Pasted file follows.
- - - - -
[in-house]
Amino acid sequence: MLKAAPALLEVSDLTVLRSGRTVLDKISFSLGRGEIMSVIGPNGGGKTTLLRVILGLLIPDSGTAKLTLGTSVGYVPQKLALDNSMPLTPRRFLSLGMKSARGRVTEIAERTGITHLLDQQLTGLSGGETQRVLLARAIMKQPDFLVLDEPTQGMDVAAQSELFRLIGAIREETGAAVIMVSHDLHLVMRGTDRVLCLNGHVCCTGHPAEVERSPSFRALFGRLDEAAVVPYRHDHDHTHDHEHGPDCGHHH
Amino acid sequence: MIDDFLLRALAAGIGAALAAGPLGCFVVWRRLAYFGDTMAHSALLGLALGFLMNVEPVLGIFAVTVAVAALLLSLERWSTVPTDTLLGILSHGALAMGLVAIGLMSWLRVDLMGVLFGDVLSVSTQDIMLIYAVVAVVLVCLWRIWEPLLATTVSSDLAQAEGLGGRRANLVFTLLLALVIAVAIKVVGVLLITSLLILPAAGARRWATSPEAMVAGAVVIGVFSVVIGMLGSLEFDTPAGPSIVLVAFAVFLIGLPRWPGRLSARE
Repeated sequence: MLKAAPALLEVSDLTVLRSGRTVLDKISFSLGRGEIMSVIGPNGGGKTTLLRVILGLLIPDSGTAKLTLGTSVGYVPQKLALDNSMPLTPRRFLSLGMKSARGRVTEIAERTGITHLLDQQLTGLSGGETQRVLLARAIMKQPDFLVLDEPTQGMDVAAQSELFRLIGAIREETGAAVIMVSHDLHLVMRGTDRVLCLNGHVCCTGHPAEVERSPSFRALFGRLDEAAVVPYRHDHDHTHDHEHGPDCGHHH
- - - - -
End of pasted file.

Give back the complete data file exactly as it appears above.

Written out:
[in-house]
Amino acid sequence: MLKAAPALLEVSDLTVLRSGRTVLDKISFSLGRGEIMSVIGPNGGGKTTLLRVILGLLIPDSGTAKLTLGTSVGYVPQKLALDNSMPLTPRRFLSLGMKSARGRVTEIAERTGITHLLDQQLTGLSGGETQRVLLARAIMKQPDFLVLDEPTQGMDVAAQSELFRLIGAIREETGAAVIMVSHDLHLVMRGTDRVLCLNGHVCCTGHPAEVERSPSFRALFGRLDEAAVVPYRHDHDHTHDHEHGPDCGHHH
Amino acid sequence: MIDDFLLRALAAGIGAALAAGPLGCFVVWRRLAYFGDTMAHSALLGLALGFLMNVEPVLGIFAVTVAVAALLLSLERWSTVPTDTLLGILSHGALAMGLVAIGLMSWLRVDLMGVLFGDVLSVSTQDIMLIYAVVAVVLVCLWRIWEPLLATTVSSDLAQAEGLGGRRANLVFTLLLALVIAVAIKVVGVLLITSLLILPAAGARRWATSPEAMVAGAVVIGVFSVVIGMLGSLEFDTPAGPSIVLVAFAVFLIGLPRWPGRLSARE
Repeated sequence: MLKAAPALLEVSDLTVLRSGRTVLDKISFSLGRGEIMSVIGPNGGGKTTLLRVILGLLIPDSGTAKLTLGTSVGYVPQKLALDNSMPLTPRRFLSLGMKSARGRVTEIAERTGITHLLDQQLTGLSGGETQRVLLARAIMKQPDFLVLDEPTQGMDVAAQSELFRLIGAIREETGAAVIMVSHDLHLVMRGTDRVLCLNGHVCCTGHPAEVERSPSFRALFGRLDEAAVVPYRHDHDHTHDHEHGPDCGHHH